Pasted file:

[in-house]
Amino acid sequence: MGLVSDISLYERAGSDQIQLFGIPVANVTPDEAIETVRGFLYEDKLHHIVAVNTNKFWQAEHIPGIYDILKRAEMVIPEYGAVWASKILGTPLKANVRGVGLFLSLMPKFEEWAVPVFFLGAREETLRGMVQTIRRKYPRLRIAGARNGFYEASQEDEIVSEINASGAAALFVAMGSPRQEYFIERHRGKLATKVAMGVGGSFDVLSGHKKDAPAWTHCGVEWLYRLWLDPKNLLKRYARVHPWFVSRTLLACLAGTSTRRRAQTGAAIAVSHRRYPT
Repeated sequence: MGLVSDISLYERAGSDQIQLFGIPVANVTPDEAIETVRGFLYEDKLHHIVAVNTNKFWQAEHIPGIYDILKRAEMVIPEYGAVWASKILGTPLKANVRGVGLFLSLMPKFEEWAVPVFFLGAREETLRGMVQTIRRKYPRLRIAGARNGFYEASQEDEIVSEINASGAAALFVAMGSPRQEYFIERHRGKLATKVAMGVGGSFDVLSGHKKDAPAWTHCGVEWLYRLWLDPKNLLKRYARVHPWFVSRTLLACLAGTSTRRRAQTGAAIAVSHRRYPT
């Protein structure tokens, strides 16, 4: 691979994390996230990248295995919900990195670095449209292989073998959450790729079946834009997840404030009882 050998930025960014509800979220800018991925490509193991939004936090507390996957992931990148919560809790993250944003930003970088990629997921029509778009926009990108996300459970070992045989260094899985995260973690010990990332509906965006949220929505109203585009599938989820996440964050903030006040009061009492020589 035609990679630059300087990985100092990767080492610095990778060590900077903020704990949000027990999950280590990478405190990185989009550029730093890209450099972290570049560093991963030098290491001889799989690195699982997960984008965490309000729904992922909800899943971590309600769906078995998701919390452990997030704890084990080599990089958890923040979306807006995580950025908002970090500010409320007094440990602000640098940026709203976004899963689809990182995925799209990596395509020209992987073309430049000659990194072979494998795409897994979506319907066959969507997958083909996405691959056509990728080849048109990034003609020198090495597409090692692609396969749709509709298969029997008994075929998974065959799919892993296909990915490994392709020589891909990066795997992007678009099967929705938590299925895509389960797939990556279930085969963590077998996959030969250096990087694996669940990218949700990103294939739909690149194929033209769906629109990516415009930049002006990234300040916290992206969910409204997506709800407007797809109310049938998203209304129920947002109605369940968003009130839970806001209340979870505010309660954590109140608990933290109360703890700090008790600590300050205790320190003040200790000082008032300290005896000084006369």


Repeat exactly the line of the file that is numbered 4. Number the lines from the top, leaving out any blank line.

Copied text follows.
């Protein structure tokens, strides 16, 4: 691979994390996230990248295995919900990195670095449209292989073998959450790729079946834009997840404030009882 050998930025960014509800979220800018991925490509193991939004936090507390996957992931990148919560809790993250944003930003970088990629997921029509778009926009990108996300459970070992045989260094899985995260973690010990990332509906965006949220929505109203585009599938989820996440964050903030006040009061009492020589 035609990679630059300087990985100092990767080492610095990778060590900077903020704990949000027990999950280590990478405190990185989009550029730093890209450099972290570049560093991963030098290491001889799989690195699982997960984008965490309000729904992922909800899943971590309600769906078995998701919390452990997030704890084990080599990089958890923040979306807006995580950025908002970090500010409320007094440990602000640098940026709203976004899963689809990182995925799209990596395509020209992987073309430049000659990194072979494998795409897994979506319907066959969507997958083909996405691959056509990728080849048109990034003609020198090495597409090692692609396969749709509709298969029997008994075929998974065959799919892993296909990915490994392709020589891909990066795997992007678009099967929705938590299925895509389960797939990556279930085969963590077998996959030969250096990087694996669940990218949700990103294939739909690149194929033209769906629109990516415009930049002006990234300040916290992206969910409204997506709800407007797809109310049938998203209304129920947002109605369940968003009130839970806001209340979870505010309660954590109140608990933290109360703890700090008790600590300050205790320190003040200790000082008032300290005896000084006369």